JW.org: “Jehovah’s Witnesses Do Not Shun”

October 13th, 2016

The Watchtower Society’s website, JW.org, now claims that “Those who were baptized as Jehovah’s Witnesses but no longer preach to others, perhaps even drifting away from association with fellow believers, are not shunned.” [LINK]

This is an amazing statement. It’s actually so amazing that tens of thousands of former Jehovah’s Witnesses will be surprised to know this amazing fact – especially since most of their former JW friends and family have indisputably shunned them for years – and for some, decades.

Here is a common and accepted definition of “shun” and “to shun:”
shun: persistently avoid, ignore, or reject (someone or something) through antipathy or caution. To avoid, evade, eschew, steer clear of, shy away from, keep one’s distance from, give a wide berth to, have nothing to do with.

Jehovah’s Witnesses may be surprised to learn that this is the Watchtower’s official policy – or at least the public version of their handling of wayward members.

A very high percentage of former Jehovah’s Witnesses would be very happy to have their separation from the Watchtower religion managed by that published and public definition.

Unfortunately, the reality appears to be quite different – especially when comparing the above statement with recent policy statements presented at the Watchtower’s 2016 conventions and TV.JW.org video presentations. According to reporter “Covert Fade” at website JWSurvey.org [LINK to article]:

“Essentially, any action that would result in a baptised Jehovah’s Witness being disfellowshipped will now result in an inactive one being shunned without the requirement for Judicial Committee action… 

“…This will come as deeply upsetting news for the many inactive ones who have “faded;” the term often used for those who, by a mixture of good fortune and careful planning, have managed to leave the Watchtower religion without sanction from a Judicial Committee, and thus avoided the penalty of shunning. Many such ones still have contact with their Jehovah’s Witness families; contact that now may be cut off if their families consider this person to be “sinning” in the way prescribed by the Governing Body.”

There may be another reason that there seems to be a disconnect between what the Q&A page on JW.org states with very firm and straightforward wording – and what Jehovah’s Witnesses are being taught at their 2016 summer conventions. Maybe the Watchtower wants to have a “public” policy AND an actual “internal” policy. They’ve been known to present a different story to the public than what may be actual fact within their congregations. Anyone remember the infamous term “theocratic strategy”?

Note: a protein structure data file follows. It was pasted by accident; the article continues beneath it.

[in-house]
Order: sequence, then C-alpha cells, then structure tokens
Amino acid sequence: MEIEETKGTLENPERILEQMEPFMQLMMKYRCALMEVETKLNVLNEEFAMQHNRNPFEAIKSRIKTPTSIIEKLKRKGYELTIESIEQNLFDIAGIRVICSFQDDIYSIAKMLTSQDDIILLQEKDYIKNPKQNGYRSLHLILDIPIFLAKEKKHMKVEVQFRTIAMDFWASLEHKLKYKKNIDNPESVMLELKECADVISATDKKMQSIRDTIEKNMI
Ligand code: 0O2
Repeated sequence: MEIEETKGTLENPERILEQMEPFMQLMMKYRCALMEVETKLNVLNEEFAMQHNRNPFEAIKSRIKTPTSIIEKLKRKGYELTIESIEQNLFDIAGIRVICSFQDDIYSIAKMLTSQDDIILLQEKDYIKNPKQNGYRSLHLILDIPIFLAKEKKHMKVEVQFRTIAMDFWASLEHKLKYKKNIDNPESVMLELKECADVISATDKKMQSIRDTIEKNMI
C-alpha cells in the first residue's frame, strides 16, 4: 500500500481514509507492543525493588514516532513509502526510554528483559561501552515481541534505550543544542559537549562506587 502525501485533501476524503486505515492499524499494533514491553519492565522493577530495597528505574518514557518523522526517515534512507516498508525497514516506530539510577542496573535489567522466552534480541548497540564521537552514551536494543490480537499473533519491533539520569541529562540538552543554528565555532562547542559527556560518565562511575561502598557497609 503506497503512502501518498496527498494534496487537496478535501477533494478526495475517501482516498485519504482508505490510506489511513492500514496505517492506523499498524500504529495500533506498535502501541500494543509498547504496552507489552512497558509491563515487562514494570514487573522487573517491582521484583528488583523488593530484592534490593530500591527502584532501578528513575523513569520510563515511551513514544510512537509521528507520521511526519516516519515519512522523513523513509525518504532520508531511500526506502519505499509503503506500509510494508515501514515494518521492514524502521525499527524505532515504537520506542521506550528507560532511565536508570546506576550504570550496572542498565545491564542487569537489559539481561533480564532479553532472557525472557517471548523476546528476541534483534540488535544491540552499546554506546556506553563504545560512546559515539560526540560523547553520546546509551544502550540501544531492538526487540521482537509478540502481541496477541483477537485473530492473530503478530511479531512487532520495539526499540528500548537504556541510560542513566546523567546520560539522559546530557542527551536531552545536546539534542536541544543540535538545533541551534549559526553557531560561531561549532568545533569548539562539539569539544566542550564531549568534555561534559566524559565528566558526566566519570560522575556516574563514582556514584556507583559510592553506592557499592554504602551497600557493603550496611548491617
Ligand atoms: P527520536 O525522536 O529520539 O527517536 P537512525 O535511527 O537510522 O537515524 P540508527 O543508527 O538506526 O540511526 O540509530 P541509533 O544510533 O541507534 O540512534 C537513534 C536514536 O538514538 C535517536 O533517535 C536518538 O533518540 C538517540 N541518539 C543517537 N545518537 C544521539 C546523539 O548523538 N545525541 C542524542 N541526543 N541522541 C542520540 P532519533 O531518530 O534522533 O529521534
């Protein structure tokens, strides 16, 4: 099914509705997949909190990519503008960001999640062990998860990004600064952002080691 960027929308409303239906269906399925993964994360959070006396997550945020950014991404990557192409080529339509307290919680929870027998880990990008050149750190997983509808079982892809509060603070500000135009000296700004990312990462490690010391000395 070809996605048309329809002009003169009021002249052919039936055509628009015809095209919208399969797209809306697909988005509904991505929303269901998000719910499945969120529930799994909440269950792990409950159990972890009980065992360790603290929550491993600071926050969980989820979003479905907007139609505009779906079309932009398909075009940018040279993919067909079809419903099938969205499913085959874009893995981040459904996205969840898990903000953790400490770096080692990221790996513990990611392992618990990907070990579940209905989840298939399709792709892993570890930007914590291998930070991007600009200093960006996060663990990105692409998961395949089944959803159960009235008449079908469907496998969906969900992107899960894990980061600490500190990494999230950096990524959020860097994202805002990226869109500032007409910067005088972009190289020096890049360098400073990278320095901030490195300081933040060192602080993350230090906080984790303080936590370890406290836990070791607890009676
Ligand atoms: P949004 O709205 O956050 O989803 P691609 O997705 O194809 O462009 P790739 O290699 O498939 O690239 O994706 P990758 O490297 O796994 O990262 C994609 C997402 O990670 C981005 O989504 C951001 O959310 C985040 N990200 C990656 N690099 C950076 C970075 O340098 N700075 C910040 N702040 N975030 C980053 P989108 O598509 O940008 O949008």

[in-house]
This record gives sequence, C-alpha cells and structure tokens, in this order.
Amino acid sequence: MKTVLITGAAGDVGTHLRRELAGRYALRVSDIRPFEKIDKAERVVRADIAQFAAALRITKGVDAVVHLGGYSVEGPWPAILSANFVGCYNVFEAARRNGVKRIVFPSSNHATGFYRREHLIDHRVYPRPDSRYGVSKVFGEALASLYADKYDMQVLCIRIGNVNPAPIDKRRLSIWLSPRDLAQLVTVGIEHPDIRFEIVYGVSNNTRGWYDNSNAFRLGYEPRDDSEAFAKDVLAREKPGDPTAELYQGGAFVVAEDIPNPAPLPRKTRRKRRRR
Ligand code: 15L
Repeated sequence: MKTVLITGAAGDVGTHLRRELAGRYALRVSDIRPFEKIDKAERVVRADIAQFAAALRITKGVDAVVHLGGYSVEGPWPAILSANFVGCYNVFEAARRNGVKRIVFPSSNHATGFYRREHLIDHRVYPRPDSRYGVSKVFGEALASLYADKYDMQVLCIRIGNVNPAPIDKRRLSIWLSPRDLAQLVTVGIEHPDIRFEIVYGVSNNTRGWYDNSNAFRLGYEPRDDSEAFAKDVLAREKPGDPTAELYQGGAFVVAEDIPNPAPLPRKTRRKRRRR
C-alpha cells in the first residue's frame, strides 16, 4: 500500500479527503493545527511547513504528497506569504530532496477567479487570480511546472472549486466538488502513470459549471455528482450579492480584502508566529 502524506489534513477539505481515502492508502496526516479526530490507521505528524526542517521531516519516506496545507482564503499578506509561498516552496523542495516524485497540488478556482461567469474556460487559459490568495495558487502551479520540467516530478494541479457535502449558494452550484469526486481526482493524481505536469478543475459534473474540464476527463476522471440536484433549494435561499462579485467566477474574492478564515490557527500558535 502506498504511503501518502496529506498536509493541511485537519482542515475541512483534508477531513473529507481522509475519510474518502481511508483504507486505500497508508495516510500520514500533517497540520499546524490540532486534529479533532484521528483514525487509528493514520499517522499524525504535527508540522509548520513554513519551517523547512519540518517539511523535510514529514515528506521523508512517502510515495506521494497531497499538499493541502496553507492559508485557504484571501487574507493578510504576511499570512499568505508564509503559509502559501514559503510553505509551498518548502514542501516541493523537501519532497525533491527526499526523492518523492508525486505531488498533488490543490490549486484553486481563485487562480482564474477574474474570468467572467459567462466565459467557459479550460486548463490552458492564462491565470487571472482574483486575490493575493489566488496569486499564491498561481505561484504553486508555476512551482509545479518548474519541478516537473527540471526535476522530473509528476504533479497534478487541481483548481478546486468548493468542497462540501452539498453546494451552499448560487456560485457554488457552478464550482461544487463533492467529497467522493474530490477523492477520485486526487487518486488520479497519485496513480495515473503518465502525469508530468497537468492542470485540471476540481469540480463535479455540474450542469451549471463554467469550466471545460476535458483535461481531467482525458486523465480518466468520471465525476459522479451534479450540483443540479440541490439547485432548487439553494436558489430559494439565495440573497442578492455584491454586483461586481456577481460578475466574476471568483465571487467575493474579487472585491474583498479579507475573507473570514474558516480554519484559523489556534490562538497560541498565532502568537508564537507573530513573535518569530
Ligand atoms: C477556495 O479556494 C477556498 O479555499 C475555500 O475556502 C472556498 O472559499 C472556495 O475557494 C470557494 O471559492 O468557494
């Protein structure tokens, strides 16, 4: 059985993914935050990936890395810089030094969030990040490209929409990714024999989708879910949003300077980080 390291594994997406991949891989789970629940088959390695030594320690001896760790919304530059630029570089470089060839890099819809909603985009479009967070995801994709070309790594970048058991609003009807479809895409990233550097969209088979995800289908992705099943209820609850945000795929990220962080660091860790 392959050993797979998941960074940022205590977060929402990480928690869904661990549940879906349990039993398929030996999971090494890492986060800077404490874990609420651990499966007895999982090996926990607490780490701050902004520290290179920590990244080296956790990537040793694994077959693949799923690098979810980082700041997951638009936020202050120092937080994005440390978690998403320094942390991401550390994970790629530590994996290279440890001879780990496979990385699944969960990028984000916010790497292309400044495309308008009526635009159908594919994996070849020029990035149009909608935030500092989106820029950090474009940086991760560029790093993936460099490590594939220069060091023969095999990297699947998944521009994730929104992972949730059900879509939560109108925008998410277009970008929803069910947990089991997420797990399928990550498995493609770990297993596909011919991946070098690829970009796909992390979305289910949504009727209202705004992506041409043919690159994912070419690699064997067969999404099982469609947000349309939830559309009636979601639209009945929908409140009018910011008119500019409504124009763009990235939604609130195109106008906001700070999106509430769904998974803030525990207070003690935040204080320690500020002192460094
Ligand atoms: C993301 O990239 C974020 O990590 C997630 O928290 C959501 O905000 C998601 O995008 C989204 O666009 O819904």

Many former Jehovah’s Witnesses who may have decided to just fade away by no longer attending Kingdom Hall meetings or being involved in the door-to-door ministry, may suddenly find themselves unwelcome among their former friends and family for no other reason than the Watchtower making a policy change.

Those of us who closely watch the actions and changes (both public and private) within the Watchtower religion understand what is happening. The organization is bleeding members and losing more potential new converts because of two factors:

1. The effects of public disclosure by former members and the public press of their lack of credibility in dealing with child abusers and other criminals within their ranks.
2. The ever growing expansion of published news and private bloggers that expose unfair and unsupportable (not to mention “unChristian”) policies, handling of child abuse, and financial management by the Watchtower’s leadership.

It is no surprise to us at all that the Watchtower would use their JW.org website to publicly misinform readers, news agencies, and potential new recruits by misrepresenting the truth.

What is even more inexplicable is the fact that since their 2016 summer conventions, the Watchtower has reportedly begun to tighten the rules even more than publicly announced. The Watchtower leadership is taking a very hard line against any kind of dissent within their ranks. They are clearly using the threat of shunning to rein in those who might consider fading away into some forgotten obscurity. Taking away someone’s friends and family connections is cruel hammer, but the Watchtower’s leaders clearly do not care.

Categories: Conventions, JW Teachings, Watchtower Scandals

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  1. Alan